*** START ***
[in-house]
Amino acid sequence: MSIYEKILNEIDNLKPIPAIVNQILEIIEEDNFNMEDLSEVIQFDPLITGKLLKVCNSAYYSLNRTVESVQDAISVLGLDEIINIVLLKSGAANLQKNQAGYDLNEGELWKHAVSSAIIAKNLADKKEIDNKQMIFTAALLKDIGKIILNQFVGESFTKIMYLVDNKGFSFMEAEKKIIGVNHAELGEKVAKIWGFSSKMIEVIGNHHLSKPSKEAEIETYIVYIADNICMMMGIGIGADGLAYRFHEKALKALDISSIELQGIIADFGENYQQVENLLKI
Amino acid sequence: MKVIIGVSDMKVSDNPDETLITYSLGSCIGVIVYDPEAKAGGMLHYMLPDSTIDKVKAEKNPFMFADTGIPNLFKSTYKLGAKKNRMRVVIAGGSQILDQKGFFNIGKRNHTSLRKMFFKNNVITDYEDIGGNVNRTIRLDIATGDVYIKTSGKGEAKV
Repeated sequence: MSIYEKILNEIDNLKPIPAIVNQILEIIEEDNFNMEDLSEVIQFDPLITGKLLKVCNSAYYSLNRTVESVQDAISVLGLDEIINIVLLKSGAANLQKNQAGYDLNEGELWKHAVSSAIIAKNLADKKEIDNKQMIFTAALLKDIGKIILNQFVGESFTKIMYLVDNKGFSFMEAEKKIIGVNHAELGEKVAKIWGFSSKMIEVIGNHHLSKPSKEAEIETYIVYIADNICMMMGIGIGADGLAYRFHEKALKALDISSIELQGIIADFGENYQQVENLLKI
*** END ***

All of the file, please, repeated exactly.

[in-house]
Amino acid sequence: MSIYEKILNEIDNLKPIPAIVNQILEIIEEDNFNMEDLSEVIQFDPLITGKLLKVCNSAYYSLNRTVESVQDAISVLGLDEIINIVLLKSGAANLQKNQAGYDLNEGELWKHAVSSAIIAKNLADKKEIDNKQMIFTAALLKDIGKIILNQFVGESFTKIMYLVDNKGFSFMEAEKKIIGVNHAELGEKVAKIWGFSSKMIEVIGNHHLSKPSKEAEIETYIVYIADNICMMMGIGIGADGLAYRFHEKALKALDISSIELQGIIADFGENYQQVENLLKI
Amino acid sequence: MKVIIGVSDMKVSDNPDETLITYSLGSCIGVIVYDPEAKAGGMLHYMLPDSTIDKVKAEKNPFMFADTGIPNLFKSTYKLGAKKNRMRVVIAGGSQILDQKGFFNIGKRNHTSLRKMFFKNNVITDYEDIGGNVNRTIRLDIATGDVYIKTSGKGEAKV
Repeated sequence: MSIYEKILNEIDNLKPIPAIVNQILEIIEEDNFNMEDLSEVIQFDPLITGKLLKVCNSAYYSLNRTVESVQDAISVLGLDEIINIVLLKSGAANLQKNQAGYDLNEGELWKHAVSSAIIAKNLADKKEIDNKQMIFTAALLKDIGKIILNQFVGESFTKIMYLVDNKGFSFMEAEKKIIGVNHAELGEKVAKIWGFSSKMIEVIGNHHLSKPSKEAEIETYIVYIADNICMMMGIGIGADGLAYRFHEKALKALDISSIELQGIIADFGENYQQVENLLKI